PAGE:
Akatolu Assumi, (Ph.D. scholar) Assistance Professor, Department of History
The history of a line
The ILP has a curious history. On March 1, 1873, the Government of Bengal forwarded a draft Regulation initiated by its Department of Agriculture, Revenue and Commerce under Act 33, Victoria, Chapter 3, Section 1, which gives the power of summary legislation for backward tracts to the Executive Governments. In Great Britain, Acts before 1963 were named by the year/s of the monarch’s reign for the session of Parliament in which they were passed.
The draft Regulation was called, “A Regulation for the security of certain districts on the Eastern Frontiers of Bengal, and for the better ordering of the trade with the hills men living on the border of those districts”. The Regulation was to be extended to the districts of Cachar, Chittagong Hill Tracts, Kamroop, Durrang, Nowgong, Seebsagur, Lukhimpoor, and to the Naga Hills, Khassiah (Khasi) and Jyeteah (Jaintia) Hills, and Garo Hills with effect from April 1, 1873. The draft Regulation had ten Sections. The important sections of the Resolution were Section 2 and Section 7.
It was introduced by the British colonial administration as the Bengal Eastern Frontier Regulation in the then undivided province of Assam, which included practically all the states of the present-day Northeast, except Manipur and Tripura, which were then independent kingdoms. The use of the word ‘regulation’ was not accidental and says something about the line’s original purpose.
As colonial historian E.A. Gait notes in A History of Assam, a Regulation is a summary legislation for ‘backward tracts’ as distinct from an Act which are laws passed after discussion in the legislature. By this Regulation, then, an Inner Line was created along the base of the hills surrounding the plains of Assam, and British subjects had to get special permission from the administration to go beyond the line. In essence, the ILPS was meant to protect the British revenue districts of the Assam plains from the “wild” hills men.
Not long after the British annexed Assam in 1826 after the First Anglo-Burmese War, this new territory, still administered from Fort William as a part of Bengal, began showing revenue potential especially after the Bruce brothers’ discovered tea in the 1830s. Along with tea were also lucrative prospects in rubber, timber etc.
The Governor-General in Council of British India in a Resolution on January 17, 1872, decided to define the line of the ordinary jurisdiction to be exercised by the officers of the Government of India in the rubber-producing districts; to declare that Government will not be responsible for the protection of life beyond that line; and to require that the movements of British subjects beyond that border be subject to certain restrictions, or even, it might be in the case of Europeans forbidden altogether. The Governor-General in Council also thought that special care should be taken to prevent the transfer of land possessed in the plains by hillsmen to European or native planters. Accordingly, the Lt. Governor of Bengal was asked to prepare a Regulation which will meet the above requirements.
Way back in the 18th Century when India was neither a country nor a legal State, there came a law canon by Her Majesty, Queen Victoria to safeguard, through punitive regulatory provisions, aimed at regulating transit facilities to non- hill people into the hills and the entire North Eastern Region through the Government of India Act, 1870, viz., The Bengal Eastern Frontier Regulation, 1873. The Law bequeathed judicial powers on the districts authority of Kamrup, Darrang, Nowgong, Sibsagar, Lakhimpur (Garo Hills), Khasi and Jaintia Hills, Naga Hills and Cachar to frame restrictive prohibitions for the entry of only Indian Citizens or passing through such districts from going beyond such line without a pass under the hand and seal of the District Officer/officers.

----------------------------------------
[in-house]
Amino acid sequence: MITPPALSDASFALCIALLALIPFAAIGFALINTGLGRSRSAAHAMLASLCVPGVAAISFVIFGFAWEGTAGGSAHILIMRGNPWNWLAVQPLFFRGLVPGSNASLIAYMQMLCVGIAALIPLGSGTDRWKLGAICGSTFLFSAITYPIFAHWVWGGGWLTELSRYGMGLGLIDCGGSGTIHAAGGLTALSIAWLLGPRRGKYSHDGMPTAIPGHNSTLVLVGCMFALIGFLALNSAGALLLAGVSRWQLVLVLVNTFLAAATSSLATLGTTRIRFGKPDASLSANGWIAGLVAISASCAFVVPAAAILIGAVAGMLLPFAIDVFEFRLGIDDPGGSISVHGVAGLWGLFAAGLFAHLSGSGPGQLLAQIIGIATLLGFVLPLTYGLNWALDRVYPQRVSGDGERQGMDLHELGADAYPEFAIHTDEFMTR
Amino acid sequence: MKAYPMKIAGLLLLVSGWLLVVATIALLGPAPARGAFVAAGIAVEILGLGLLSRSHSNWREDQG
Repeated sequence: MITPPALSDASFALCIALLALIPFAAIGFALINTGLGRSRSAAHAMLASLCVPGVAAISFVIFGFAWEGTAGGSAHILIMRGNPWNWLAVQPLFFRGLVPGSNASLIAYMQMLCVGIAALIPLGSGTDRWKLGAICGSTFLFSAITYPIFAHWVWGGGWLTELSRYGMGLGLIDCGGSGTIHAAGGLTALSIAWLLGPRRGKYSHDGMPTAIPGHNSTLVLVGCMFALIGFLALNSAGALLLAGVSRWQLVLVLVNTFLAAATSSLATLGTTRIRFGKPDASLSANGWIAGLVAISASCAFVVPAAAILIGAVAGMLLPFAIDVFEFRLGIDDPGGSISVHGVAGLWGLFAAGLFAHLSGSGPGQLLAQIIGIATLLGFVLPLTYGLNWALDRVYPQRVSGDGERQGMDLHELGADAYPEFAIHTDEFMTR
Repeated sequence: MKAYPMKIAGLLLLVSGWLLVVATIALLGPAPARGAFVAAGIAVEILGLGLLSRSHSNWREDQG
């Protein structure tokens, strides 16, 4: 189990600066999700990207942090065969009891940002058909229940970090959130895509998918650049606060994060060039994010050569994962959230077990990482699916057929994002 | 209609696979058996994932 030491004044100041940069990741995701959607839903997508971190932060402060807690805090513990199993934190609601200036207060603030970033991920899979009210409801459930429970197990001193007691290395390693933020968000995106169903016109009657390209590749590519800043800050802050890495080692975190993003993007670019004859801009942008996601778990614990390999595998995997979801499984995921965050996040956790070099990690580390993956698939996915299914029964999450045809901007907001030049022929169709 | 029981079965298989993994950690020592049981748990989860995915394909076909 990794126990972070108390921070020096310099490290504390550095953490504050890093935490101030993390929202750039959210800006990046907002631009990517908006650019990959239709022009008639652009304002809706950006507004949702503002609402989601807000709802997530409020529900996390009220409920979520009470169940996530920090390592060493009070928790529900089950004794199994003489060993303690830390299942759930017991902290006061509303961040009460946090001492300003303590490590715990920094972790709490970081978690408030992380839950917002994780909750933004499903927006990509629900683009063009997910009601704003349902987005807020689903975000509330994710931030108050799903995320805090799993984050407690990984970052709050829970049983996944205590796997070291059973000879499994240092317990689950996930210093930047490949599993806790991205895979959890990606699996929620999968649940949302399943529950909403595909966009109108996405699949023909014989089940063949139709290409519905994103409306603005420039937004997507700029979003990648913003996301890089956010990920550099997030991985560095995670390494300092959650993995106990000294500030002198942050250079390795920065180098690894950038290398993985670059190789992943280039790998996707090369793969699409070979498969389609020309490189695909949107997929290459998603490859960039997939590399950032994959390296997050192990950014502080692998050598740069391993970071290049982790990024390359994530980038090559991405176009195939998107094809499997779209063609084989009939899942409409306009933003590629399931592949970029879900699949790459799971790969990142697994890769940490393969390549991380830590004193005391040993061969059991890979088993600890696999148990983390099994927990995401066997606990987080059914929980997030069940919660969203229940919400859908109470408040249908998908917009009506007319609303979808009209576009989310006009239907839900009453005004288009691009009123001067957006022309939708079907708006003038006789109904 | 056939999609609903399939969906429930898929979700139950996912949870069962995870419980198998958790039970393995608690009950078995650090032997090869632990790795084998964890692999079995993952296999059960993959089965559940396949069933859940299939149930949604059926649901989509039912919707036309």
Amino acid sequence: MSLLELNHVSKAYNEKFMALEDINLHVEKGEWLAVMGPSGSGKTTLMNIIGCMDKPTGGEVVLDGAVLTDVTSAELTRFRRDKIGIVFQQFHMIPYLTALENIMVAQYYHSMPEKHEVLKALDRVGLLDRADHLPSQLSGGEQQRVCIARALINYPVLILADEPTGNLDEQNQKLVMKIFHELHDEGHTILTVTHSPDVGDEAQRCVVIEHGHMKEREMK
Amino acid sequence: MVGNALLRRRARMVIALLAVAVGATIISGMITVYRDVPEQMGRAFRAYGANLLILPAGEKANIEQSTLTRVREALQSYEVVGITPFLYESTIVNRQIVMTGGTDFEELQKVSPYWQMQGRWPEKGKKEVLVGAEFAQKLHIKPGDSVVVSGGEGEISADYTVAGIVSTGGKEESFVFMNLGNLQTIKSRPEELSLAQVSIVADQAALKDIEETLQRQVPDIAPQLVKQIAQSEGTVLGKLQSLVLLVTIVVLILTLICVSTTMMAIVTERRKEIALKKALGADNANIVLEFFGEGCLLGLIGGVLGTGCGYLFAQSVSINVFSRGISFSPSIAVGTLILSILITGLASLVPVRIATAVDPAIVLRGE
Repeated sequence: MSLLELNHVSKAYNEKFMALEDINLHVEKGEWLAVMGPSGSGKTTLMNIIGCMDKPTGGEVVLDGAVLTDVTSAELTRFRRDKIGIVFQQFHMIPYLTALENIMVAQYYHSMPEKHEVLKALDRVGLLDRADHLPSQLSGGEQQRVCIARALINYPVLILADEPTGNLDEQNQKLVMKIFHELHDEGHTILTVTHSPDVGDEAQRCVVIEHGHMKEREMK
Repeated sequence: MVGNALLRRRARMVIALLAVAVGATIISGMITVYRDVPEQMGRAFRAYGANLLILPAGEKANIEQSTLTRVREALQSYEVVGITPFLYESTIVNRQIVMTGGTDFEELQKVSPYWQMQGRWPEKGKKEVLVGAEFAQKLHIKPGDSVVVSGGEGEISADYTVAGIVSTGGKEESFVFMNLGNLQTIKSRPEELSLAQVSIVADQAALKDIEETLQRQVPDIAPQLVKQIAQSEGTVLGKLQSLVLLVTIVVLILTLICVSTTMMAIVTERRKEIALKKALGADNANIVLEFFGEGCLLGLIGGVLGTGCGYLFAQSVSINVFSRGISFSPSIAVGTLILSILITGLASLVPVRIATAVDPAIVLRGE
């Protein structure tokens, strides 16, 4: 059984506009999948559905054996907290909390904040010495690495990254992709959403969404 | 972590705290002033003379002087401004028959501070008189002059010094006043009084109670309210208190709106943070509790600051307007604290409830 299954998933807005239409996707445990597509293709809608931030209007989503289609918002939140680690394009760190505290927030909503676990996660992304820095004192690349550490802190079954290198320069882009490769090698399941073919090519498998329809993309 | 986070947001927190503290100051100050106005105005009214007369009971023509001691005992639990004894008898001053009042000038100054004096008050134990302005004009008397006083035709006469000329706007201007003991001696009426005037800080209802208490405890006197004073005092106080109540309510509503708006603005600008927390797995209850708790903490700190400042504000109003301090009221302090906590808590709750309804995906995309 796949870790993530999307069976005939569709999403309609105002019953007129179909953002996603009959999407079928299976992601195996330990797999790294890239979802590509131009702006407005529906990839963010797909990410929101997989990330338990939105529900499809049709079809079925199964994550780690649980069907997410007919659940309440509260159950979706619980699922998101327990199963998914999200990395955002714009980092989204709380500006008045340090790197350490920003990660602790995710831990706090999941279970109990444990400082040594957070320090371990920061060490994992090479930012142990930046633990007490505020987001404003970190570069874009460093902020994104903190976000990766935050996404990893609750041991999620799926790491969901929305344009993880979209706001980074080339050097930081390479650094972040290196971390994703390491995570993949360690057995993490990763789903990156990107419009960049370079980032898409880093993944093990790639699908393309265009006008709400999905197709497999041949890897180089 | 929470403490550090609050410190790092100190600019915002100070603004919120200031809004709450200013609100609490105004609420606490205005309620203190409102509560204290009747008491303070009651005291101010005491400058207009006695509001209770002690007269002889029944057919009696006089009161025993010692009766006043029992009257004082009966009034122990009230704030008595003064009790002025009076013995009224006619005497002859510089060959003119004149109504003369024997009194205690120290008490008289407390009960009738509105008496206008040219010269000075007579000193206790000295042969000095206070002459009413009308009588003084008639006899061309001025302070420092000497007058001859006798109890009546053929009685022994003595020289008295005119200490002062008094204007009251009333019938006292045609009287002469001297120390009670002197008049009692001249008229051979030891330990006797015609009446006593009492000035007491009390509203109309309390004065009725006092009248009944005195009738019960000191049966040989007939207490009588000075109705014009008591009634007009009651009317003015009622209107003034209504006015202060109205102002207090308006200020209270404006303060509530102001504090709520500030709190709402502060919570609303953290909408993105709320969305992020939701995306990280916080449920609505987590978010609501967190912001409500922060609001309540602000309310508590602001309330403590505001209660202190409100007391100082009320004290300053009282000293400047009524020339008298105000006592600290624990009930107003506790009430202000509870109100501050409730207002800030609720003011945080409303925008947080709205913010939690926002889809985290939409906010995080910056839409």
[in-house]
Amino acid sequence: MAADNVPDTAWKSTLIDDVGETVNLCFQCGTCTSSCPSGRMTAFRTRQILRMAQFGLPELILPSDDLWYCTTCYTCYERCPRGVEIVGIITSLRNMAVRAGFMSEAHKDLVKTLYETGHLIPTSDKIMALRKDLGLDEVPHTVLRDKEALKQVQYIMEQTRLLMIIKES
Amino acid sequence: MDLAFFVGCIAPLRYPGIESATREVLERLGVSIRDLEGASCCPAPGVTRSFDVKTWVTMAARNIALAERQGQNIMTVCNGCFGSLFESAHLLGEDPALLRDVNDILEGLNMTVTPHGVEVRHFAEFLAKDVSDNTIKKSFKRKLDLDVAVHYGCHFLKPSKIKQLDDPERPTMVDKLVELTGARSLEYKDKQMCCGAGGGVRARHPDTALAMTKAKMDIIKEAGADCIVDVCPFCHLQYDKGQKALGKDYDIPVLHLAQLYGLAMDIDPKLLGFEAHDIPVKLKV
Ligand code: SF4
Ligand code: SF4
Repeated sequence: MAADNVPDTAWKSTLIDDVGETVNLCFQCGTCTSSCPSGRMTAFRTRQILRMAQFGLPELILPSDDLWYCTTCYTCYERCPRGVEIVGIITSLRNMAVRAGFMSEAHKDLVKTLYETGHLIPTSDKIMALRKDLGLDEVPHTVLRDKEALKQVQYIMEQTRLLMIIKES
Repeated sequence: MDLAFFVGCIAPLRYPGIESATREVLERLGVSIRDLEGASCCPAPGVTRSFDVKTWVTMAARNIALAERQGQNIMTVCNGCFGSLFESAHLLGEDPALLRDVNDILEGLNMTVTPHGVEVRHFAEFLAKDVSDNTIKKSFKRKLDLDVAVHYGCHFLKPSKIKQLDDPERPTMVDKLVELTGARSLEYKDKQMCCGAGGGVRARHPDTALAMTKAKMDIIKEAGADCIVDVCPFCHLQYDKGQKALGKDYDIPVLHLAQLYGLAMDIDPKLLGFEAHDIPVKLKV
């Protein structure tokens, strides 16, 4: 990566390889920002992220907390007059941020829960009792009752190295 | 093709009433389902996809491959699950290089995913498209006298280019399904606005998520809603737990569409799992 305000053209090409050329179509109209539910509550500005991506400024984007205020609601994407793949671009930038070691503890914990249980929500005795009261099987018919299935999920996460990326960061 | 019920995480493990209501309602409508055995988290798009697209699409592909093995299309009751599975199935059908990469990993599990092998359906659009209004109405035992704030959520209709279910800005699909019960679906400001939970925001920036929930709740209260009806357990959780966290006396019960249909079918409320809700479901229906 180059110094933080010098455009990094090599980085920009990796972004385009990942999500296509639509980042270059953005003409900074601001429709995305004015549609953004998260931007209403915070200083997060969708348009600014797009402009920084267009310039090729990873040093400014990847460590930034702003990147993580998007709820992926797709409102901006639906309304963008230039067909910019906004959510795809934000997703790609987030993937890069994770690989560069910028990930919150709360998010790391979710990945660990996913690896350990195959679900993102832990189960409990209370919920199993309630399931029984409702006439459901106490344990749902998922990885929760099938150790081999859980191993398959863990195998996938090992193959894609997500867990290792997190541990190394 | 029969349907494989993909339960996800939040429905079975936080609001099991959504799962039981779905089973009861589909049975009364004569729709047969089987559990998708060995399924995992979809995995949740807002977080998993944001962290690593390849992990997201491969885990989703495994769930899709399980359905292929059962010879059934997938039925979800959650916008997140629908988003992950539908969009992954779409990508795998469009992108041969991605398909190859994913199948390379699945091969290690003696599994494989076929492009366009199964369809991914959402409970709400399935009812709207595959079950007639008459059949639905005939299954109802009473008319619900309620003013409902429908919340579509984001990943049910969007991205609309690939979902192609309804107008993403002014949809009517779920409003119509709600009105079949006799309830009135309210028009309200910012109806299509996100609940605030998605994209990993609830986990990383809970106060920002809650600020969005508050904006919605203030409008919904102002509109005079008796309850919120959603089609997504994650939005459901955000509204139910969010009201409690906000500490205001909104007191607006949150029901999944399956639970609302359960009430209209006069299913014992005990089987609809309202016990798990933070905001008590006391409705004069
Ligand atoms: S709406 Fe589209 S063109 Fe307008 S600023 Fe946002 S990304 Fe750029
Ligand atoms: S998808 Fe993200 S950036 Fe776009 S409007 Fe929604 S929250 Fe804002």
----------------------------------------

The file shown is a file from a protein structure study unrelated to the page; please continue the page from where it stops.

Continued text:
Today, Inner Line Permit is used by the non-Nagas travelling to Nagaland beyond Dimapur. Inner Line Permit is an official travel document issued by the government of India to allow inward travel of an Indian citizen into a protected/restricted area for a limited period. The applicant submits the ILP form which is processed by the Deputy Commissioner (DC) Office. However, a concern regarding the ILP is on the question of why the ILP is required only beyond Dimapur? Is Dimapur not a part of the so called inhabited area of the Nagas? We have already come to a dead lock with this so called system of ILP given to the preserved states. Presently, some states like Assam, Meghalaya and Manipur are seeking and there is an ongoing demand for the introduction of ILP in Assam, Meghalaya, and Manipur to regulate the entry of outsiders into the state. But as Naga people are we losing the importance of protecting the indigenous hill people by not maintaining the ILP system strictly? In fact, implementing ILP system rigorously will not only solve the problem of illegal immigrants but also other problems that are created by the illegal immigrants which is a serious issue to be addressed. With this in mind we can overcome and safeguard the continuous flow of illegal immigrants by taking steps like implementing the ILP stringently so as to preserve our culture and protect the indigenous tribes of Nagaland.
Degree of Thought is a weekly community column initiated by Tetso College in partnership with The Morung Express. Degree of Thought will delve into the social, cultural, political and educational issues around us. The views expressed here do not reflect the opinion of the institution. Tetso College is a NAAC Accredited UGC recognised Commerce and Arts College. The editors are Dr Hewasa Lorin, Tatongkala Pongen, Seyiesilie Vupru, Vikono Krose and Kvulo Lorin. Portrait photographer: Rhilo Mero. For feedback or comments please email:firstname.lastname@example.org.